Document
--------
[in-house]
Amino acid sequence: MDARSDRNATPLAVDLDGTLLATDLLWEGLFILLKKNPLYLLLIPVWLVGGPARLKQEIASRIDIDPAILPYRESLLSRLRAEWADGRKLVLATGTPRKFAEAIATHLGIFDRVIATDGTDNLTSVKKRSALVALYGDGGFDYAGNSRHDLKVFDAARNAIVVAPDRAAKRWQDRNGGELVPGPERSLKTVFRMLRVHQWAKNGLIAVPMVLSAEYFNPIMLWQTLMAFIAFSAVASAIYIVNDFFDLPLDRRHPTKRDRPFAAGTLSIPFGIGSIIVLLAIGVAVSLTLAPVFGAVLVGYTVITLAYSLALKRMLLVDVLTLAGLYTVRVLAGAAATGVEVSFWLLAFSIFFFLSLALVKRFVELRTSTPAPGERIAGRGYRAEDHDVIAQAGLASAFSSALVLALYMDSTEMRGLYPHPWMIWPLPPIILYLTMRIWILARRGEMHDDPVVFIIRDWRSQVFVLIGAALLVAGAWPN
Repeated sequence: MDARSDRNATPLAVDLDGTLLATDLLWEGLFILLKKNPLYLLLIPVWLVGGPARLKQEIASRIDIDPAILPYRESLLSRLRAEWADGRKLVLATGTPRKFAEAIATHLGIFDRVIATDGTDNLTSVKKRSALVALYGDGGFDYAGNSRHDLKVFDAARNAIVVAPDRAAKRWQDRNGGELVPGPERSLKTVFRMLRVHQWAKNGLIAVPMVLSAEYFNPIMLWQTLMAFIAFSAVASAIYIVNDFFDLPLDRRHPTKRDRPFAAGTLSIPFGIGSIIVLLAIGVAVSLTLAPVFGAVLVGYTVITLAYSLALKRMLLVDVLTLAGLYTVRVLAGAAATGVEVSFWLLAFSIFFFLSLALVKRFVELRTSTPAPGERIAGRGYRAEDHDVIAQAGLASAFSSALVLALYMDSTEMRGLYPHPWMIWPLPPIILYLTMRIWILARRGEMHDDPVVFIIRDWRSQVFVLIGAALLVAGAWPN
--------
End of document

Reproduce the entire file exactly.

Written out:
[in-house]
Amino acid sequence: MDARSDRNATPLAVDLDGTLLATDLLWEGLFILLKKNPLYLLLIPVWLVGGPARLKQEIASRIDIDPAILPYRESLLSRLRAEWADGRKLVLATGTPRKFAEAIATHLGIFDRVIATDGTDNLTSVKKRSALVALYGDGGFDYAGNSRHDLKVFDAARNAIVVAPDRAAKRWQDRNGGELVPGPERSLKTVFRMLRVHQWAKNGLIAVPMVLSAEYFNPIMLWQTLMAFIAFSAVASAIYIVNDFFDLPLDRRHPTKRDRPFAAGTLSIPFGIGSIIVLLAIGVAVSLTLAPVFGAVLVGYTVITLAYSLALKRMLLVDVLTLAGLYTVRVLAGAAATGVEVSFWLLAFSIFFFLSLALVKRFVELRTSTPAPGERIAGRGYRAEDHDVIAQAGLASAFSSALVLALYMDSTEMRGLYPHPWMIWPLPPIILYLTMRIWILARRGEMHDDPVVFIIRDWRSQVFVLIGAALLVAGAWPN
Repeated sequence: MDARSDRNATPLAVDLDGTLLATDLLWEGLFILLKKNPLYLLLIPVWLVGGPARLKQEIASRIDIDPAILPYRESLLSRLRAEWADGRKLVLATGTPRKFAEAIATHLGIFDRVIATDGTDNLTSVKKRSALVALYGDGGFDYAGNSRHDLKVFDAARNAIVVAPDRAAKRWQDRNGGELVPGPERSLKTVFRMLRVHQWAKNGLIAVPMVLSAEYFNPIMLWQTLMAFIAFSAVASAIYIVNDFFDLPLDRRHPTKRDRPFAAGTLSIPFGIGSIIVLLAIGVAVSLTLAPVFGAVLVGYTVITLAYSLALKRMLLVDVLTLAGLYTVRVLAGAAATGVEVSFWLLAFSIFFFLSLALVKRFVELRTSTPAPGERIAGRGYRAEDHDVIAQAGLASAFSSALVLALYMDSTEMRGLYPHPWMIWPLPPIILYLTMRIWILARRGEMHDDPVVFIIRDWRSQVFVLIGAALLVAGAWPN